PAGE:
TV Reviews

The End of an Era: Thoughts on the BoJack Horseman Finale

*Spoilers for BoJack Horseman season 6 below*

After a season 5 that didn’t thrill me, I confess the announcement that season 6 would be BoJack‘s last didn’t shock me. Beyond a vague annoyance about the splitting of the season into two parts, I didn’t feel particularly upset.

However, once the last few episodes were released on Netflix, I felt eager to dig in even as a sense of dread nestled in the pit of my stomach. Somehow, the animated show about an alcoholic, self-destructive former sitcom star (who happens to have the head of a horse and body of a human) has become one of my absolute favorites, and its finale really does seem to mark the end of an era. How did that happen?

One thing that sets the show apart is its surreal quality that reflects a deeply cynical reality; one that its creators clearly care about despite its profound flaws. The characters embody this spirit; it’s frequently very difficult to like the show’s protagonists. In fact, they consistently do things that disappoint me and remind me of my own shortcomings.

Though many of the characters are part animal, they feel authentically human. All of them are broken characters stumbling along blindly in a destructive industry. Sometimes they get better, sometimes worse. While there is hope at the beginning of season 6 that BoJack’s stint in rehab will set him on the right track, recovery–from alcoholism, mental illness, trauma–is not a linear path. As has been the case throughout the series, a singular action, or even a pattern, does not in itself indicate progress. There’s a constant back-and-forth as the characters and their circumstances change, but the show meanders with purpose.

A cartoon hybrid of a horse and man sits at the end of an elaborate dining room table, seated between a young woman and an elegantly dressed horse/woman.

What is both refreshing and troubling about this season is its focus on accountability. For the entirety of its run, BoJack has been interested in the tension in exploring a frequently toxic character’s inner workings. Having spent 6 years with BoJack and the characters who fall in and out of his orbit, understanding his motivations and his own victimization makes us feel closer to him and perhaps more inclined to overlook his bad actions. Yet, increasingly, we feel BoJack should still face the consequences of his actions; not only from the desire to believe in a sort of divine justice, but also because it’s the only chance he has to truly grow as a character.

Based on the damage BoJack has caused in the past (most frequently to women), will it make a difference at this point?

While tapping into the story of BoJack specifically, the final season continues to speak more broadly to our obsession with celebrity, connecting it to the existential dread that permeates everything we do in a world where we must necessarily create our own meaning. Even (and perhaps especially) fame doesn’t save the show’s characters from emptiness, vulnerability, fear, and death.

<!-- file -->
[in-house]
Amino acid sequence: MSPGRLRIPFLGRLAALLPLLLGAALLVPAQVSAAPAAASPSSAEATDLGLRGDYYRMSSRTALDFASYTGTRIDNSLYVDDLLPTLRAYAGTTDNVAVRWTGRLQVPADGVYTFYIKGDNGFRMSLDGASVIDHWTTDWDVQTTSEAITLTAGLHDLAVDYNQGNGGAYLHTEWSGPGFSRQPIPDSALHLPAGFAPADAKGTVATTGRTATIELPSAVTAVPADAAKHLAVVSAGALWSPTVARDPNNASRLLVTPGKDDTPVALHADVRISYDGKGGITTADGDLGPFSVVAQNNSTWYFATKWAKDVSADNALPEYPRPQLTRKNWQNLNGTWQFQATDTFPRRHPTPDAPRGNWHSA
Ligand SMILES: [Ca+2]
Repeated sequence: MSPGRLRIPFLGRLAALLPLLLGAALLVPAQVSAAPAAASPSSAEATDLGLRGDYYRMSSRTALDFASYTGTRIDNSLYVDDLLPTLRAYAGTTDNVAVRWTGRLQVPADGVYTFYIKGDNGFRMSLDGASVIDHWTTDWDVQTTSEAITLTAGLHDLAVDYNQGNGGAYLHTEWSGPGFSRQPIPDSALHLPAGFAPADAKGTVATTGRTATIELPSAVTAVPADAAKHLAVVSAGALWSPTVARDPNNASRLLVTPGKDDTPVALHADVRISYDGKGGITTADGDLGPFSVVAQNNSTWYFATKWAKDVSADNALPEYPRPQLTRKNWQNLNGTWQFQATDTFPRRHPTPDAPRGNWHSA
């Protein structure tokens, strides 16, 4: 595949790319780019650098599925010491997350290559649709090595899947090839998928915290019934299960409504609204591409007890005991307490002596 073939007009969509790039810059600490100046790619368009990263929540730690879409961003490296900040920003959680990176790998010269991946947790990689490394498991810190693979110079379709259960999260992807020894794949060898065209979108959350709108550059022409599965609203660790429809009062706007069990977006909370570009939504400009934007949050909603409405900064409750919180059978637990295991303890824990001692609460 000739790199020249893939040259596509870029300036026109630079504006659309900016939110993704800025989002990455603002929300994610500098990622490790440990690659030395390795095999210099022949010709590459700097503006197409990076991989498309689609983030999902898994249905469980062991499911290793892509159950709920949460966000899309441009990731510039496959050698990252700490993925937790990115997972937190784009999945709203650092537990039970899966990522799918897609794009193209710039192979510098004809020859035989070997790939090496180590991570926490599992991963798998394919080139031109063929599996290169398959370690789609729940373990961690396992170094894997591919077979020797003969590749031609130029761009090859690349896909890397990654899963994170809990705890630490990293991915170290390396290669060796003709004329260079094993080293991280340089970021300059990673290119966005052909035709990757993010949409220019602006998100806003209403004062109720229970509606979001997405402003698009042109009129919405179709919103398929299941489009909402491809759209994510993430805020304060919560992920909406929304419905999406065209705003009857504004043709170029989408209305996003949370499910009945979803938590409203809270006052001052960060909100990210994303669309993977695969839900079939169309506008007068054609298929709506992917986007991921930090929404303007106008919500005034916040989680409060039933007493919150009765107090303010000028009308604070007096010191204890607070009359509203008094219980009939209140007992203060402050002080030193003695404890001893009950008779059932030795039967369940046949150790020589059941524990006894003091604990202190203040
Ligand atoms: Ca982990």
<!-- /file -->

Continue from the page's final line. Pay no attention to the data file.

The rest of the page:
The season also continues to explore the inherent contradictions involved with human connection. Relationships of all kinds represent a way to build meaning in a world that feels lacking in purpose. However, leaning on others often leaves the characters disappointed and vulnerable. And many of the characters who shaped each other in early seasons barely (or never) interact now. This season seeks to make peace with the idea that a relationship can resonate for years after it ends, and the ending isn’t necessarily a failure.

A cartoon woman sits at a kitchen table in front of a laptop, a man with a bison head next to her.

On a side note, I absolutely loved Diane’s story this season. I don’t always like Diane; I relate to her depression, feelings of inadequacy, and worry that she’s not doing enough to make the world a better place–perhaps to an insufferable degree. But I appreciate so much that Diane started taking anti-depressants, compromised her artistic vision, and gained weight in season 6 (which never happens onscreen except as a signifier that a woman has let herself go). And this marked progress for Diane, as well as some degree of happiness. Having her life together in some ways didn’t mean everything else magically fell into place.

Now it’s over–the show featuring a darkly comic (and catchy) song about killing babies, a show biz sell-out version of J.D. Salinger, intergenerational trauma that lives on long after the characters who experienced it have died, a petty auto-erotic asphyxiation scheme, and a fake future story line that existed just to break our hearts. It’s hard to say goodbye to such a clever, carefully written, and nuanced show that was simultaneously cynical and hopeful. BoJack responded perfectly to the world we live in, questioning the fictional and real toxic men who occupy so much of our time and attention. How can we move forward when we continue to rationalize awful behavior–especially when we use these same excuses to justify our own misdeeds?

As the final moments of the show approached, I felt both dread and comfort in the cyclical nature of its last scene. Diane sits alone on a roof, smoking. When BoJack seeks her out and they sit down for a heart-to-heart filled with banter, their future looks inevitable yet uncertain. That seems to be the show’s answer, to the extent it’s willing to provide one: the way to find meaning is by living through the cycle, and, paradoxically, the cycle doesn’t end, nor can we even pin down where it begins.